The taxation of different sources and uses of energy (particularly those that give rise to emissions of greenhouse gases) will play a key role in governments’ efforts to mitigate the scale of global warming and climate change. At present, effective tax rates vary widely across different sources and uses of energy within countries, as well as across countries. This publication provides the first systematic statistics of such effective tax rates – on a comparable basis - for each OECD country, together with ‘maps’ that illustrate graphically the wide variations in tax rates per unit of energy or per tonne of CO2 emissions. These statistics and maps should be an invaluable tool for policymakers, analysts and researchers considering both domestic fiscal reform in response to climate change and other environmental challenges (e.g. to achieve emissions reductions targets most cost-effectively) and wider international responses.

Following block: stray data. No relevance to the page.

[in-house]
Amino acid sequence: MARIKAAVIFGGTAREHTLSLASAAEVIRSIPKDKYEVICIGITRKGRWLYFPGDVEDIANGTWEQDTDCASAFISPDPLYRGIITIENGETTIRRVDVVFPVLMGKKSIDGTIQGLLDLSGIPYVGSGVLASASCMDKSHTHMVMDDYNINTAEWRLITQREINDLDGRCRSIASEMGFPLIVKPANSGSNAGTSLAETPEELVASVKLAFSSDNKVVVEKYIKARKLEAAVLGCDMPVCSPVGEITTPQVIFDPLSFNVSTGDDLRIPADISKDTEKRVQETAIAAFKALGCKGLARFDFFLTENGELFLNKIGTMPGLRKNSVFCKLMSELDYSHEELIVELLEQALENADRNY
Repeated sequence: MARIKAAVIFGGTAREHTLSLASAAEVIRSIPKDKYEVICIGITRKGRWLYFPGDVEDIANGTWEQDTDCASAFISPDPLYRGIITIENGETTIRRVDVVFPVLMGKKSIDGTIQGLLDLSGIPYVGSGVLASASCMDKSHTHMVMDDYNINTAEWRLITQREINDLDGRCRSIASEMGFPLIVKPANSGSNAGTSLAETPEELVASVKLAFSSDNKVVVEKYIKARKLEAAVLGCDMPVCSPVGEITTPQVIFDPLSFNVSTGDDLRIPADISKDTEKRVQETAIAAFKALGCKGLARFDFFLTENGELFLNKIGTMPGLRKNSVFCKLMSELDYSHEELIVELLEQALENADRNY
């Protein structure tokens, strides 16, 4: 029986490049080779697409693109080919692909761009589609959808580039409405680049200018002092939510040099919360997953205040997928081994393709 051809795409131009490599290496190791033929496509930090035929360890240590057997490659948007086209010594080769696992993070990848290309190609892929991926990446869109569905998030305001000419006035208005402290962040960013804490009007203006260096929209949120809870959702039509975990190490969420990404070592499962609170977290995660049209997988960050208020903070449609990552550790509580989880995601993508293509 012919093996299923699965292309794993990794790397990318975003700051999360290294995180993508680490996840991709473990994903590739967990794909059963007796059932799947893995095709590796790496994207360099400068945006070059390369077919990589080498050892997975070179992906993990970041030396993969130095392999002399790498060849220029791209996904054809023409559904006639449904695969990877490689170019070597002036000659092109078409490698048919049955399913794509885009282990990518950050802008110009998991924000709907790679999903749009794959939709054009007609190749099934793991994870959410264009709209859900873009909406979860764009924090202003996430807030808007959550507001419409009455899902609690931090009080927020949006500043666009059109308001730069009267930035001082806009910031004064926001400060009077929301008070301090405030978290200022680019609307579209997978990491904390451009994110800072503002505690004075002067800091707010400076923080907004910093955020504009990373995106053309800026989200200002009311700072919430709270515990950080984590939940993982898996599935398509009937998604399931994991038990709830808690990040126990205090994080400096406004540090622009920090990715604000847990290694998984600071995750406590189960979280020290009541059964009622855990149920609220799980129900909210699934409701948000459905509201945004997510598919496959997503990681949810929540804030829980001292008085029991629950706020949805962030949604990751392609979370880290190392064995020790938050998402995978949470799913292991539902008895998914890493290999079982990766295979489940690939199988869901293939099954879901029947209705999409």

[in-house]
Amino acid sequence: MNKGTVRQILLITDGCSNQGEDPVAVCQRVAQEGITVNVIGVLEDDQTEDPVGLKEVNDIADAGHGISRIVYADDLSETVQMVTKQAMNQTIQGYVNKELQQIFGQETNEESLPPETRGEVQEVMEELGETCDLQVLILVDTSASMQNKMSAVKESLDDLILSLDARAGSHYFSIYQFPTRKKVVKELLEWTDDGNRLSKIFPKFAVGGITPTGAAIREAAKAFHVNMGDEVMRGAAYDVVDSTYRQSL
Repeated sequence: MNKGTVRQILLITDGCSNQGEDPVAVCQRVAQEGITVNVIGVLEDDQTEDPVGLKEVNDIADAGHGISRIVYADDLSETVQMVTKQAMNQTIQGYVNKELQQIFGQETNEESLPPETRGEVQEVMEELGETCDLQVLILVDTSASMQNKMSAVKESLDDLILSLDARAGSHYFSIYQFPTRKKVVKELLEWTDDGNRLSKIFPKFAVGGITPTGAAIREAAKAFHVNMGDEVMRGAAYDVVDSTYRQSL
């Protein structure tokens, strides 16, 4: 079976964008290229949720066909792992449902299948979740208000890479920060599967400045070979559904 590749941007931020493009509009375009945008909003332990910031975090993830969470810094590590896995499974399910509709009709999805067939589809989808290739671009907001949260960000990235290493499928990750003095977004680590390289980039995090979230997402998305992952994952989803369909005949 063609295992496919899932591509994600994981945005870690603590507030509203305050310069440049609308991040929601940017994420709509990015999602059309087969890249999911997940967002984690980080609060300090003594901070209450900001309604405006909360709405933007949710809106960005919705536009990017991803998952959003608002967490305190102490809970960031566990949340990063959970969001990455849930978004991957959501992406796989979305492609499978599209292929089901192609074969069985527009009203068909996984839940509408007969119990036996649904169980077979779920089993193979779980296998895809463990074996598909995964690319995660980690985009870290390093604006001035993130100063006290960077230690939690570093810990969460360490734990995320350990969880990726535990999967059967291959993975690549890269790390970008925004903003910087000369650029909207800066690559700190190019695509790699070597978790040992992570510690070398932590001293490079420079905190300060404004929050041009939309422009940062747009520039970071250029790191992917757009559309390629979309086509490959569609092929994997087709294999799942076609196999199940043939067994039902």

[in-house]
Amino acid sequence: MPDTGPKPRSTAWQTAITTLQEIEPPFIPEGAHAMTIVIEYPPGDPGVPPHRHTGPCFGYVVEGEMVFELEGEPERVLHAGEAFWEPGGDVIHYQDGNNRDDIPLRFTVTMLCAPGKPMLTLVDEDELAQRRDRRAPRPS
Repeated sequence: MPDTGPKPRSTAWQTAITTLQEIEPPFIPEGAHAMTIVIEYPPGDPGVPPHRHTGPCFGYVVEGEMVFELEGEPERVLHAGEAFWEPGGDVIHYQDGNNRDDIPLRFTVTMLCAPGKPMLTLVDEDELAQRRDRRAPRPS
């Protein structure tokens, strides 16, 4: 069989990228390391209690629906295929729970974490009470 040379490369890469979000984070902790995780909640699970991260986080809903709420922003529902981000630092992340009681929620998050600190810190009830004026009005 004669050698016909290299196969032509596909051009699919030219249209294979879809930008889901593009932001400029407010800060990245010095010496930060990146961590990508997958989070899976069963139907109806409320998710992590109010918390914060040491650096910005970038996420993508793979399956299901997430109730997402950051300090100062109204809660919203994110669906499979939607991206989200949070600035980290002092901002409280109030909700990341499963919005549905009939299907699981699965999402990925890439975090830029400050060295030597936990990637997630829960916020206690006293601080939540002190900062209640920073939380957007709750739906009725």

- 28 Jan 2013
This report was prepared by staff of the OECD’s Centre forTax Policy and Administration (CTPA) under the guidance of James Greene. The principal authors were Michelle Harding, Alastair Thomas, Chiara Martini (of the University of Roma Tre, who held the 2011-12 Alessandro Di Battista Fellowship in the CTPA) and James Greene. The underlying spreadsheet models were designed by Michelle Harding. An important authoring contribution was also made by Maria Grazia Pazienza of the University of Florence, who was a Visiting Research Scholar in the CTPA in 2012.